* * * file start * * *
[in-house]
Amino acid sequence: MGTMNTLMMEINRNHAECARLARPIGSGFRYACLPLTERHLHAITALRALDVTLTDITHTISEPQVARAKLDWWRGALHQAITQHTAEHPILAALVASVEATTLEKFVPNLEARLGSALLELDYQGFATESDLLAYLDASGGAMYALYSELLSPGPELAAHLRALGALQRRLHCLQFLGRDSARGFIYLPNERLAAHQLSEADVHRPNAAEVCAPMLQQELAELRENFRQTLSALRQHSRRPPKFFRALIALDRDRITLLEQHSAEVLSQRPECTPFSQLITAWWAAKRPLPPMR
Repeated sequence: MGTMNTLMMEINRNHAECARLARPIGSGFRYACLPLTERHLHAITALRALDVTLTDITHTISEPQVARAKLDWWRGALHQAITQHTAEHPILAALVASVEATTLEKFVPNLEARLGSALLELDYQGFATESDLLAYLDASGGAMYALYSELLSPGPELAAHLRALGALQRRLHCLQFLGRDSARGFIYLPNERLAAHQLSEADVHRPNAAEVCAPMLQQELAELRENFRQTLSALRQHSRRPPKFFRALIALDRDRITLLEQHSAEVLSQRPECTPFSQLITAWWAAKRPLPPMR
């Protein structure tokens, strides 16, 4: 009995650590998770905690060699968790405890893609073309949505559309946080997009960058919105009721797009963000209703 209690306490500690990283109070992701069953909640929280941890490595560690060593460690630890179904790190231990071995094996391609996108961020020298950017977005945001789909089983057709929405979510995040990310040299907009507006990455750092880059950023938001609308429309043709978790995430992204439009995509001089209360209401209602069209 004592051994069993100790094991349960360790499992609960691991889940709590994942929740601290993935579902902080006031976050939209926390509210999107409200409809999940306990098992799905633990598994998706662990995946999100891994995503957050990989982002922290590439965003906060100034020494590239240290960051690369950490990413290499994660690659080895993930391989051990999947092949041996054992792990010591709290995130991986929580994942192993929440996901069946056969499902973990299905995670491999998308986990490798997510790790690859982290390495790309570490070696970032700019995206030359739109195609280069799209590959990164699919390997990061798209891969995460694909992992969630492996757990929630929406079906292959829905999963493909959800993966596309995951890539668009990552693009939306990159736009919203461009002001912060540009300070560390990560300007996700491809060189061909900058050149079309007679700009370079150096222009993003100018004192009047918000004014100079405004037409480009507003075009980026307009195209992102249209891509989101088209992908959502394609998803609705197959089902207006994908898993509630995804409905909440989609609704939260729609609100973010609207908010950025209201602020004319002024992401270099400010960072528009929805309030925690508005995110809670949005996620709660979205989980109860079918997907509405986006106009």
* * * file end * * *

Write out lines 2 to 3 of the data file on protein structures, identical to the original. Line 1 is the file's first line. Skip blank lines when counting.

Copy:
Amino acid sequence: MGTMNTLMMEINRNHAECARLARPIGSGFRYACLPLTERHLHAITALRALDVTLTDITHTISEPQVARAKLDWWRGALHQAITQHTAEHPILAALVASVEATTLEKFVPNLEARLGSALLELDYQGFATESDLLAYLDASGGAMYALYSELLSPGPELAAHLRALGALQRRLHCLQFLGRDSARGFIYLPNERLAAHQLSEADVHRPNAAEVCAPMLQQELAELRENFRQTLSALRQHSRRPPKFFRALIALDRDRITLLEQHSAEVLSQRPECTPFSQLITAWWAAKRPLPPMR
Repeated sequence: MGTMNTLMMEINRNHAECARLARPIGSGFRYACLPLTERHLHAITALRALDVTLTDITHTISEPQVARAKLDWWRGALHQAITQHTAEHPILAALVASVEATTLEKFVPNLEARLGSALLELDYQGFATESDLLAYLDASGGAMYALYSELLSPGPELAAHLRALGALQRRLHCLQFLGRDSARGFIYLPNERLAAHQLSEADVHRPNAAEVCAPMLQQELAELRENFRQTLSALRQHSRRPPKFFRALIALDRDRITLLEQHSAEVLSQRPECTPFSQLITAWWAAKRPLPPMR